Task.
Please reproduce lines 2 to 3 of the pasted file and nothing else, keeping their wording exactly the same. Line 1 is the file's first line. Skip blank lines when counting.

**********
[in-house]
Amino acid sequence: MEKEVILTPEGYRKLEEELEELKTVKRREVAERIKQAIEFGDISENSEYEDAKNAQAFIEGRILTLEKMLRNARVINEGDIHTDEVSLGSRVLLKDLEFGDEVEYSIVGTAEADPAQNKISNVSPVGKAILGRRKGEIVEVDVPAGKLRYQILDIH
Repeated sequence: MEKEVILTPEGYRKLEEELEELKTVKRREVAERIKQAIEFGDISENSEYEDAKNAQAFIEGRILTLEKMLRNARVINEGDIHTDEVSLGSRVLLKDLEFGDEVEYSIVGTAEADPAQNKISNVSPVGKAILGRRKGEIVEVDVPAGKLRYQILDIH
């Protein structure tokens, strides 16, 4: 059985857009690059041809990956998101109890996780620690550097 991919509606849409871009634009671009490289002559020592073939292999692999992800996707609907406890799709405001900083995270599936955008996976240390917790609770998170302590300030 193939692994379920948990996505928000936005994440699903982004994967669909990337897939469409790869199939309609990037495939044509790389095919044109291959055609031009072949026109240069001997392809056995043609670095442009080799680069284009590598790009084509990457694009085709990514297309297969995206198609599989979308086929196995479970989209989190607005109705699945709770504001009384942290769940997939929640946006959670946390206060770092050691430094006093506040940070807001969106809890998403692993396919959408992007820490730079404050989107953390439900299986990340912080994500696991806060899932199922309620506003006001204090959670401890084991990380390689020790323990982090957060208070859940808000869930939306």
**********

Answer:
Amino acid sequence: MEKEVILTPEGYRKLEEELEELKTVKRREVAERIKQAIEFGDISENSEYEDAKNAQAFIEGRILTLEKMLRNARVINEGDIHTDEVSLGSRVLLKDLEFGDEVEYSIVGTAEADPAQNKISNVSPVGKAILGRRKGEIVEVDVPAGKLRYQILDIH
Repeated sequence: MEKEVILTPEGYRKLEEELEELKTVKRREVAERIKQAIEFGDISENSEYEDAKNAQAFIEGRILTLEKMLRNARVINEGDIHTDEVSLGSRVLLKDLEFGDEVEYSIVGTAEADPAQNKISNVSPVGKAILGRRKGEIVEVDVPAGKLRYQILDIH